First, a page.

Find the right brush to create the perfect lashes. Defined or lengthened, thick and voluminous, curled or everyday, or all of the above. Go to your local pharmacy or department store and ask for disposable mascara wands to use for each, then sample mascaras to find the right one for you.
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Choose the right format. Everyday? Waterproof? Lash building? Curling and volumising? Each mascara will give you a different lash look, so opt for different mascara formats to suit the occasion.
Think about shades. Mascara comes in a variety of shades, not just black or brown, so experiment with shades which will define and lengthen your lashes while enhancing the natural shade of the iris.
The ones to watch:
ck one colour mascara, £17, Debenhams
This new mascara from ck one comes with a brush which can be lengthened or shortened with a quick twist, allowing users to opt for either huge, voluminous lashes or subtly defined ones.
Max Factor Eye Brightening Tonal Black Volumising Mascara, £6.99, nationwide
This purse-friendly mascara really does do it all, and is ideal for fans of black mascara. There are three varieties - Black Pearl for brown eyes, Black Sapphire for blue eyes and Black Ruby for green eyes.
The magic ingredients are tiny, gem-toned colour beads which enhance natural eye colour, while light reflecting particles create the illusion of fuller, voluminous lashes.
Wild about Beauty Nutrilash Nourishing Mascara, £18, House of Fraser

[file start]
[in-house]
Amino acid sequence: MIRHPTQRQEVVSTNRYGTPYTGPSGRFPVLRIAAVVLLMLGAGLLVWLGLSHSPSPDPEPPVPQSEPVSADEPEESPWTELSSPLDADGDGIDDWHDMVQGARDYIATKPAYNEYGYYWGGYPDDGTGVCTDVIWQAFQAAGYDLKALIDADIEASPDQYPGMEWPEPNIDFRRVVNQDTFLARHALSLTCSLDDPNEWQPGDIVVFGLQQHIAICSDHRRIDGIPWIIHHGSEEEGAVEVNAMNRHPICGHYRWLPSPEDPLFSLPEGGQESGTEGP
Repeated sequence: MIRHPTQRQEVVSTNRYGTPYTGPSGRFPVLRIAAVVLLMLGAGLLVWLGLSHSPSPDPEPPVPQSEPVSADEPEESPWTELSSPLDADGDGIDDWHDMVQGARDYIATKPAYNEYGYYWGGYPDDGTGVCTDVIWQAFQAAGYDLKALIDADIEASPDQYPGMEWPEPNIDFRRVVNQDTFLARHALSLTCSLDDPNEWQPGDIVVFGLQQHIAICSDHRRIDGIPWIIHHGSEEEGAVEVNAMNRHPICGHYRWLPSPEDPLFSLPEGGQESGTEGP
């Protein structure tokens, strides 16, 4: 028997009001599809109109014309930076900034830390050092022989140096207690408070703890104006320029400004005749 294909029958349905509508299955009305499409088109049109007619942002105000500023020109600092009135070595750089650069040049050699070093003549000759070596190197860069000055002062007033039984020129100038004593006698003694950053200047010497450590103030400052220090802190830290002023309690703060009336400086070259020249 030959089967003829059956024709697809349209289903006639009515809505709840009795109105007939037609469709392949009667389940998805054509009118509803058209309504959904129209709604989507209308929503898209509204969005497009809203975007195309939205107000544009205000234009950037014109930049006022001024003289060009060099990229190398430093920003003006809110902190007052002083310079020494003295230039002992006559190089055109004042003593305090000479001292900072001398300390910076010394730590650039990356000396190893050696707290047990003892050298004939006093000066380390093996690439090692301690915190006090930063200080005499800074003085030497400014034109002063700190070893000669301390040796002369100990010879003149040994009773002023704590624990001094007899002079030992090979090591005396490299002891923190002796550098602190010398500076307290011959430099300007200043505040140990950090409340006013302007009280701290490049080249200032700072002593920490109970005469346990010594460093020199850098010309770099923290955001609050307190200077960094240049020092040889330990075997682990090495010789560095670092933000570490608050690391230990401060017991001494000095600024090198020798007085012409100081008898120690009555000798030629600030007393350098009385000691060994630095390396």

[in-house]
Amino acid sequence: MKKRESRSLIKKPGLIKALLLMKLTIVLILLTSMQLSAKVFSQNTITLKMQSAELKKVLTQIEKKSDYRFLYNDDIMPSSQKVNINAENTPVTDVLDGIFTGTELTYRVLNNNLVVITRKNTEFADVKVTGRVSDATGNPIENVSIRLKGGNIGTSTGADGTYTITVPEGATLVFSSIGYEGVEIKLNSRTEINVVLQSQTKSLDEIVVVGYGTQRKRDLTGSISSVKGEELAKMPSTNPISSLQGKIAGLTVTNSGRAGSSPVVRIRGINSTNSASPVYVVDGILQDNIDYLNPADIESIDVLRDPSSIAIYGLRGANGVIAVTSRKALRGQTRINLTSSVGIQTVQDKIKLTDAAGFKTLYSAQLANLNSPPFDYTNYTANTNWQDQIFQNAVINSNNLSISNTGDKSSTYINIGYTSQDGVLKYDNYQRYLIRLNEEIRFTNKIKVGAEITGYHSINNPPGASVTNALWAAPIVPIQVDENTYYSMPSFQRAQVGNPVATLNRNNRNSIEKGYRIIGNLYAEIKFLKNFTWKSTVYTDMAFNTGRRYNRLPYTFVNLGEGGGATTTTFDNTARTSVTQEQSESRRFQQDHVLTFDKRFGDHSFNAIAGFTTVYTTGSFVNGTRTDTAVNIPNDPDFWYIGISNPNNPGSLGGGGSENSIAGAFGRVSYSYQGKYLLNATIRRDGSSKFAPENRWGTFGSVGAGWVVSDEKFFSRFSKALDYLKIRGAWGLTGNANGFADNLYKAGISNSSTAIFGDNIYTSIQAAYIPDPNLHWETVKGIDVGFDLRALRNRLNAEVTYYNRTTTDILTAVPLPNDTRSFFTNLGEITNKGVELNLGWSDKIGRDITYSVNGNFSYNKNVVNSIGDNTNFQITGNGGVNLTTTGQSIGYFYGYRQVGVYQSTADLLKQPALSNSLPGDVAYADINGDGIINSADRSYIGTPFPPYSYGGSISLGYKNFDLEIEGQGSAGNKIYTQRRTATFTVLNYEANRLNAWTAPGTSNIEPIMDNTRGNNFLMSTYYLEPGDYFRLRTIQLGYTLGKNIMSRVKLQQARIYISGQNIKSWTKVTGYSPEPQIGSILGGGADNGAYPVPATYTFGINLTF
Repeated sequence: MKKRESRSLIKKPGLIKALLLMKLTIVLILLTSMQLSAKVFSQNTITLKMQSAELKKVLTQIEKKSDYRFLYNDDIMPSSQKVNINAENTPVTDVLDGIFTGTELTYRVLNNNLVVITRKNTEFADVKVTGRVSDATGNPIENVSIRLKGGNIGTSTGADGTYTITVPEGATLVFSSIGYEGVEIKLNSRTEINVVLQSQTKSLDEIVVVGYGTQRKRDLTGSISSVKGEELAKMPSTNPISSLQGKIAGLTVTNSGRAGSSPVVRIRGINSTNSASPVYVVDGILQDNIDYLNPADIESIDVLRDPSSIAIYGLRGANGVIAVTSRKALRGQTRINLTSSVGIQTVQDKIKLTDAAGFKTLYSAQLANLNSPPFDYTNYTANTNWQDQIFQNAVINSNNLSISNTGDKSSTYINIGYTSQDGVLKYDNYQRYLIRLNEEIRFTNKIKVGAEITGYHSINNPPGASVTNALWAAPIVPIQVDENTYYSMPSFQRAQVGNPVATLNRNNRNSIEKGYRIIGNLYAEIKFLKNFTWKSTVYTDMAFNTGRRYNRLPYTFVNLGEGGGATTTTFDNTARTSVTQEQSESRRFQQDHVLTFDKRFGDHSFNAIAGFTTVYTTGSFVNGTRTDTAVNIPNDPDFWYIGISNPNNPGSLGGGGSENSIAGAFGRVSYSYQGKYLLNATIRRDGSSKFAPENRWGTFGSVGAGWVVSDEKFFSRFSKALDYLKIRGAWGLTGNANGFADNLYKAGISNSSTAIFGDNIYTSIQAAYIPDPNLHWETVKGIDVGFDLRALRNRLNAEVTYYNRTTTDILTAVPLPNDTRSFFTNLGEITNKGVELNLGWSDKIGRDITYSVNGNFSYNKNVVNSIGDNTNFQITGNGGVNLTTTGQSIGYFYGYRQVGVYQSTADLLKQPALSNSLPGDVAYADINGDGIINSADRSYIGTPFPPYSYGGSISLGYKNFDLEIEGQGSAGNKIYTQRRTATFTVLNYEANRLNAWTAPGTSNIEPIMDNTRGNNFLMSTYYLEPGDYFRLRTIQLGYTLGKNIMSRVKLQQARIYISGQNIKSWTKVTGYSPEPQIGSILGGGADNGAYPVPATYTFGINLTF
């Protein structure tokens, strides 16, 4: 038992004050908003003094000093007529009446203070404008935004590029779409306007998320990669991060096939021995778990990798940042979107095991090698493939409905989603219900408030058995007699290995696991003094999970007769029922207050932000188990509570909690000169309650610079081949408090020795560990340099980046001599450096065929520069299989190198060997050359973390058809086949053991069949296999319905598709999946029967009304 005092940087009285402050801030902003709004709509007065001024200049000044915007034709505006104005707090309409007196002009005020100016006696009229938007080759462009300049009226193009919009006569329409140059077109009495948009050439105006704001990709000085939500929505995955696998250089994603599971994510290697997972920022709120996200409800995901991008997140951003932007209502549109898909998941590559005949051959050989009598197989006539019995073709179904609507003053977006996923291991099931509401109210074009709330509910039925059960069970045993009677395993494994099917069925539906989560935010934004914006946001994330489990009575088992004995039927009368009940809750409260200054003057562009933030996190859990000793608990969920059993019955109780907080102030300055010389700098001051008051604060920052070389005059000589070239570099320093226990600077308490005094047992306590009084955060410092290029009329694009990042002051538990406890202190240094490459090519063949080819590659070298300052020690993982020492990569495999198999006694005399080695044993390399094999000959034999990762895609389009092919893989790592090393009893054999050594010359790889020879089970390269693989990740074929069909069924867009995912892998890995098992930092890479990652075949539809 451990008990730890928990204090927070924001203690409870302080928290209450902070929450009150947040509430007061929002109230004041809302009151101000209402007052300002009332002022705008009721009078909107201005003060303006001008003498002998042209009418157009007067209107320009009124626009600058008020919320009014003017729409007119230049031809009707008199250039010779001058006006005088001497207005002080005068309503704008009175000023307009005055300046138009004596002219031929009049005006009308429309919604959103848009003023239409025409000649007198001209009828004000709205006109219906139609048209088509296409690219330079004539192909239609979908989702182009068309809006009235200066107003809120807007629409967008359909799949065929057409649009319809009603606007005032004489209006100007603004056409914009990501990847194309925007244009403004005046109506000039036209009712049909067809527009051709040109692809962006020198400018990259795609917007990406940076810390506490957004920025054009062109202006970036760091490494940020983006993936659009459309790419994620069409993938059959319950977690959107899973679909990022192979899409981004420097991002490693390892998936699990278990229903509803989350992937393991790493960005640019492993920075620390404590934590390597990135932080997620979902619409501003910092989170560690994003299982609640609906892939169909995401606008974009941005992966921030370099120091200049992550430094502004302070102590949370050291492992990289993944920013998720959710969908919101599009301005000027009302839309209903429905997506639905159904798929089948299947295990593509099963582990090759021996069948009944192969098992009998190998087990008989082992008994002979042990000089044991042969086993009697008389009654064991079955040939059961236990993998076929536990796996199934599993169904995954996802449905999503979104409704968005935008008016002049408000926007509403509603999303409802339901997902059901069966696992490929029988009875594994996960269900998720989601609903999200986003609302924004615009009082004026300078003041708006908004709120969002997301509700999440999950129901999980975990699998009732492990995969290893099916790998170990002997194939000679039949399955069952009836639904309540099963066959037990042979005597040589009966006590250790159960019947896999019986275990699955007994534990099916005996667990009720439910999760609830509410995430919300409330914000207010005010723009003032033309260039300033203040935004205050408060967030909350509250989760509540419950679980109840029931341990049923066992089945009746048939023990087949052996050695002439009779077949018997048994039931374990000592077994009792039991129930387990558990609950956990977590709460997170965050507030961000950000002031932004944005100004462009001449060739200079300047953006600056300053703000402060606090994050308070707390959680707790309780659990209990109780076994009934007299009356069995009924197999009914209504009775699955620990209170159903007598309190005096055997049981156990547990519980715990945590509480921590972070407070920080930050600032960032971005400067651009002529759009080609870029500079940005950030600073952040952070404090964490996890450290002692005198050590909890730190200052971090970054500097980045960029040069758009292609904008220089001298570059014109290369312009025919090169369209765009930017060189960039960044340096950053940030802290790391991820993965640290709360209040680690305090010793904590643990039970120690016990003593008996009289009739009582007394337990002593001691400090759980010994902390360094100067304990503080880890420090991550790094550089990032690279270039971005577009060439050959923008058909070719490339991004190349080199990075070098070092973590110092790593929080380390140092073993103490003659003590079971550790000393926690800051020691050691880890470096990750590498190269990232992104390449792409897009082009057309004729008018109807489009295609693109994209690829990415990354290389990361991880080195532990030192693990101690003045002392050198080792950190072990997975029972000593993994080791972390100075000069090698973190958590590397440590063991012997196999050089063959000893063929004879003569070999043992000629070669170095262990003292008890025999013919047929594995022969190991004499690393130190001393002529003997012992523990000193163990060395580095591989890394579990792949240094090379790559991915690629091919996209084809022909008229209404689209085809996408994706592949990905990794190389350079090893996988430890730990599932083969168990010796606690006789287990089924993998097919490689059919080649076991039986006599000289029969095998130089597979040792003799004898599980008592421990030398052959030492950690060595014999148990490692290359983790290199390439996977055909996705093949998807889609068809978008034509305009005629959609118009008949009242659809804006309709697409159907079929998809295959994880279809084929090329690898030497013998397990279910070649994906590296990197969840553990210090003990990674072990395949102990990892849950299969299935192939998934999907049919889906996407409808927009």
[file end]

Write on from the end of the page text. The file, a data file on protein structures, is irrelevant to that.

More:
Those with sensitive peepers will love the latest offering from eco-beauty brand Wild about Beauty. This lash-enhancing mascara is free from nasties but packed full of active ingredients (quackgrass, anyone?) designed to promote lash growth.
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Diorshow New Look Mascara, £23, nationwide
Spinning brushes are so last year. Dior's latest mascara comes with a brush comprising two sections: the lower part separates lashes with rows of soft miniature spikes, while the upper part comes with a tiny tip designed to coat the smallest of lashes. It also contains a royal jelly-enriched serum which reacts with body heat to fortify and strengthen lashes at the root.
Clinque High Impact Extreme Volume mascara, £17, nationwide
Last month Clinique launched their High Impact Extreme Volume mascara, which uses an oversized, multi-dimensional brush to "blow out" lashes. Those clever peeps at Clinique have also added what are known as "wetting agents" to ensure the mascara really does cover lashes from root to tip.
Eyes Right mascara, £12, Lush
Lush's new mascara defies convention with a small, dropper-like bottle. But don't be put off - it offers fabulous coverage and is another great option for those prone to sensitivity. While most mascaras contain a number of preservatives, Eyes Right contains just one, with natural waxes giving the product great staying power.
Revlon PhotoReady 3D Volume Mascara, £10.99 nationwide
Since HD took hold, there's been a number of make up products designed for those preparing for a close up, and this mascara is one of the latest examples. Revlon's mascara contains smoothing agents to minimise clumping and uses what's known as flexible polymer technology for wide-awake eyes.